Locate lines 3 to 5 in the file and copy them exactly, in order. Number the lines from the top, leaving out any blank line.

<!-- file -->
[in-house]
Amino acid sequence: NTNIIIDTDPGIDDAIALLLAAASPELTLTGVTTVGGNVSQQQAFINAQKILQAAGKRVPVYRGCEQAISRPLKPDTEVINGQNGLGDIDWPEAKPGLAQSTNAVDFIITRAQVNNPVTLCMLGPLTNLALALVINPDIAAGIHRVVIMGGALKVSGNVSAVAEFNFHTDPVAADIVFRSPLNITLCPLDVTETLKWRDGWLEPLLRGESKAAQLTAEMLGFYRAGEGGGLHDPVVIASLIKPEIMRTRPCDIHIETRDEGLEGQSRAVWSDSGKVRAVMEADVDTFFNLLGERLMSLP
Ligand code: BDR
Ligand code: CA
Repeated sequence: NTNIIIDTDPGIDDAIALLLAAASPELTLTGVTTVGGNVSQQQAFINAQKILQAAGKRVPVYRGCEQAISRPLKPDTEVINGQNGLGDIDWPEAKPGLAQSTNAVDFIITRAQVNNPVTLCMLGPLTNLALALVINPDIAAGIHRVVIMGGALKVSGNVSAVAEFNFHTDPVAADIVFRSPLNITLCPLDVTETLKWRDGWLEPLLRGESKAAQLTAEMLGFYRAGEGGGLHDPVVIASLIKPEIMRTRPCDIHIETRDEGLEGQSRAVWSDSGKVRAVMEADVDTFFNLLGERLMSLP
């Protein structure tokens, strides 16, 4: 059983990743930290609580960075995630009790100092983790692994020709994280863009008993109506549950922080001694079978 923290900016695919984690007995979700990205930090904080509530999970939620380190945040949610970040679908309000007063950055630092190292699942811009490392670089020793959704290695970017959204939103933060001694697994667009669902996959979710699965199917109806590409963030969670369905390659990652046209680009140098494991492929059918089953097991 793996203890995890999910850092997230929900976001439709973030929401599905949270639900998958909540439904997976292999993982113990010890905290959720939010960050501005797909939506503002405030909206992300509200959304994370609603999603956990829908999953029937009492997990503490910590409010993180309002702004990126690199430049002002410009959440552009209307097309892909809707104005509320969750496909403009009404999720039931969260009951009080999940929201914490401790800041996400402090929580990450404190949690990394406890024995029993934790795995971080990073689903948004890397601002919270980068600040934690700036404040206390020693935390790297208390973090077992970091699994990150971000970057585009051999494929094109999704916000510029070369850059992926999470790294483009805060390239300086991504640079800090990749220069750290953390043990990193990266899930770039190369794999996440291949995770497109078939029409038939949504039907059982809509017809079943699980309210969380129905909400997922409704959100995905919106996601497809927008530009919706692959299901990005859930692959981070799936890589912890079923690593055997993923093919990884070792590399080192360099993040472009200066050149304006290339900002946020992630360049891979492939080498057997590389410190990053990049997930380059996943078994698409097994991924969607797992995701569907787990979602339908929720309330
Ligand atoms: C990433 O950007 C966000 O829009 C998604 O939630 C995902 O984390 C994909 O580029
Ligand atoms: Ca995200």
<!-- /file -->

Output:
Ligand code: BDR
Ligand code: CA
Repeated sequence: NTNIIIDTDPGIDDAIALLLAAASPELTLTGVTTVGGNVSQQQAFINAQKILQAAGKRVPVYRGCEQAISRPLKPDTEVINGQNGLGDIDWPEAKPGLAQSTNAVDFIITRAQVNNPVTLCMLGPLTNLALALVINPDIAAGIHRVVIMGGALKVSGNVSAVAEFNFHTDPVAADIVFRSPLNITLCPLDVTETLKWRDGWLEPLLRGESKAAQLTAEMLGFYRAGEGGGLHDPVVIASLIKPEIMRTRPCDIHIETRDEGLEGQSRAVWSDSGKVRAVMEADVDTFFNLLGERLMSLP